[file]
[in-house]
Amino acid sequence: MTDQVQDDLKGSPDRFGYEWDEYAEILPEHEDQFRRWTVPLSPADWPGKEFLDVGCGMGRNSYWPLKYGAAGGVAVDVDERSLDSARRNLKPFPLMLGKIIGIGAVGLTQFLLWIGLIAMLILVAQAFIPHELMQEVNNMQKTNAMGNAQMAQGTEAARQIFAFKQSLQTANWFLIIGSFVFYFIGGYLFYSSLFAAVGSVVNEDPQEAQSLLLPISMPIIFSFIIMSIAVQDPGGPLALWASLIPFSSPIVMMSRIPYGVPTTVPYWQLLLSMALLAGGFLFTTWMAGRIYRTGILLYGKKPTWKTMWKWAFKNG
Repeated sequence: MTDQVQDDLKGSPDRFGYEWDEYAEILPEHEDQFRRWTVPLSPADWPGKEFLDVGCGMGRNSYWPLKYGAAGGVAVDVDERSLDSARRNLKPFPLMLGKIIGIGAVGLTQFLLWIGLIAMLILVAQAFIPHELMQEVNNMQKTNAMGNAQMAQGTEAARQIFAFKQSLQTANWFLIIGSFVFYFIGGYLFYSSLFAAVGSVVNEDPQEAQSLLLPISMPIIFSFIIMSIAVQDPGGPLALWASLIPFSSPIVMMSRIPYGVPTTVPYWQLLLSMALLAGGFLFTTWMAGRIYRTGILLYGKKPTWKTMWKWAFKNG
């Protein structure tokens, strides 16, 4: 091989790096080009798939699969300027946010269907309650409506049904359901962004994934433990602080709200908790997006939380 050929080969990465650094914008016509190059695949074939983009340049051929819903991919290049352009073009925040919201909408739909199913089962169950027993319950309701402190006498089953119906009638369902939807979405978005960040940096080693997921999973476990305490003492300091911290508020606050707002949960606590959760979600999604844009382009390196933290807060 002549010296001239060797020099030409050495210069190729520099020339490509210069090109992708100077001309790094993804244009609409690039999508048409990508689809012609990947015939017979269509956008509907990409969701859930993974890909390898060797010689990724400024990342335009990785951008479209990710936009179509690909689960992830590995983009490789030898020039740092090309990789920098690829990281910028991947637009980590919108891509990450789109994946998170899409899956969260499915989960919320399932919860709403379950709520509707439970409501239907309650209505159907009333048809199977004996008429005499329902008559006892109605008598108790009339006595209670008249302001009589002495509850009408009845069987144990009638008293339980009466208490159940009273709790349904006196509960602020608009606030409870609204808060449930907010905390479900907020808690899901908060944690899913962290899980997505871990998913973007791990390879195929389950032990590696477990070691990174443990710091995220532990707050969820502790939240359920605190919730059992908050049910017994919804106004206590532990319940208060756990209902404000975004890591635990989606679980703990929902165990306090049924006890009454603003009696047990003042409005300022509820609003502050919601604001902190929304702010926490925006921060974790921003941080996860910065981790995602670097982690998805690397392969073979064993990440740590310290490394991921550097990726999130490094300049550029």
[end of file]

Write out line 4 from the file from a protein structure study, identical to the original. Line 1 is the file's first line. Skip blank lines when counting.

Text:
């Protein structure tokens, strides 16, 4: 091989790096080009798939699969300027946010269907309650409506049904359901962004994934433990602080709200908790997006939380 050929080969990465650094914008016509190059695949074939983009340049051929819903991919290049352009073009925040919201909408739909199913089962169950027993319950309701402190006498089953119906009638369902939807979405978005960040940096080693997921999973476990305490003492300091911290508020606050707002949960606590959760979600999604844009382009390196933290807060 002549010296001239060797020099030409050495210069190729520099020339490509210069090109992708100077001309790094993804244009609409690039999508048409990508689809012609990947015939017979269509956008509907990409969701859930993974890909390898060797010689990724400024990342335009990785951008479209990710936009179509690909689960992830590995983009490789030898020039740092090309990789920098690829990281910028991947637009980590919108891509990450789109994946998170899409899956969260499915989960919320399932919860709403379950709520509707439970409501239907309650209505159907009333048809199977004996008429005499329902008559006892109605008598108790009339006595209670008249302001009589002495509850009408009845069987144990009638008293339980009466208490159940009273709790349904006196509960602020608009606030409870609204808060449930907010905390479900907020808690899901908060944690899913962290899980997505871990998913973007791990390879195929389950032990590696477990070691990174443990710091995220532990707050969820502790939240359920605190919730059992908050049910017994919804106004206590532990319940208060756990209902404000975004890591635990989606679980703990929902165990306090049924006890009454603003009696047990003042409005300022509820609003502050919601604001902190929304702010926490925006921060974790921003941080996860910065981790995602670097982690998805690397392969073979064993990440740590310290490394991921550097990726999130490094300049550029």